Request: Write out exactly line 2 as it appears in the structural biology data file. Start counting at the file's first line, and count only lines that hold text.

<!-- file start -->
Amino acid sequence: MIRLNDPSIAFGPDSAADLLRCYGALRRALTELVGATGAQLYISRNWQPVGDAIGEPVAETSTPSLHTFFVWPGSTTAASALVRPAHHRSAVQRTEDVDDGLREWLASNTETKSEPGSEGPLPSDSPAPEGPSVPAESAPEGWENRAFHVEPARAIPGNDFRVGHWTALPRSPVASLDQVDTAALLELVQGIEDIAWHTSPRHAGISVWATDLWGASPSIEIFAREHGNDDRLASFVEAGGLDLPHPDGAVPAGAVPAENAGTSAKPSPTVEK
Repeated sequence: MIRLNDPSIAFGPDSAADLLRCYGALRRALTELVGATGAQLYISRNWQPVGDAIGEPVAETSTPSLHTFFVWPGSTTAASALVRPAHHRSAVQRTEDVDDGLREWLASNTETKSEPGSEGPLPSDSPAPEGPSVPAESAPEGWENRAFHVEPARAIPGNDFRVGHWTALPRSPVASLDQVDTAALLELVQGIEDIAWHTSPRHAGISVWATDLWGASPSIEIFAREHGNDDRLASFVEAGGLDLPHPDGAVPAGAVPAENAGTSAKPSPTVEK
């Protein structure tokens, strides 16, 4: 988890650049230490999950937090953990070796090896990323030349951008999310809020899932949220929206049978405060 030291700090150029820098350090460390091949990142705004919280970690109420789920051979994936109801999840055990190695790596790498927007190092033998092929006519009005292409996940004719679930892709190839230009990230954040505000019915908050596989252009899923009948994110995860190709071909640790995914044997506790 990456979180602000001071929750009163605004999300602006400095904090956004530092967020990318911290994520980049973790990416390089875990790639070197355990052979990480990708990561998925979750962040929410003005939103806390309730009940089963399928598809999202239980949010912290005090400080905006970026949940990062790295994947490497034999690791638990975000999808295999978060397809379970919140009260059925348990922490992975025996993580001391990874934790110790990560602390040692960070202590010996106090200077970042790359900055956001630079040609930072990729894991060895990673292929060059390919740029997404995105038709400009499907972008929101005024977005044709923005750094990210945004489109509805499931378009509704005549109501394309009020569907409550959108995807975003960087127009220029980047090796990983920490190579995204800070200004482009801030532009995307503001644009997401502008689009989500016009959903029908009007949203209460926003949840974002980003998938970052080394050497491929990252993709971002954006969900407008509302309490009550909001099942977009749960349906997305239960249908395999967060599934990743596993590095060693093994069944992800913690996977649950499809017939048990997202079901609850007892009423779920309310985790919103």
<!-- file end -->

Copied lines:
Repeated sequence: MIRLNDPSIAFGPDSAADLLRCYGALRRALTELVGATGAQLYISRNWQPVGDAIGEPVAETSTPSLHTFFVWPGSTTAASALVRPAHHRSAVQRTEDVDDGLREWLASNTETKSEPGSEGPLPSDSPAPEGPSVPAESAPEGWENRAFHVEPARAIPGNDFRVGHWTALPRSPVASLDQVDTAALLELVQGIEDIAWHTSPRHAGISVWATDLWGASPSIEIFAREHGNDDRLASFVEAGGLDLPHPDGAVPAGAVPAENAGTSAKPSPTVEK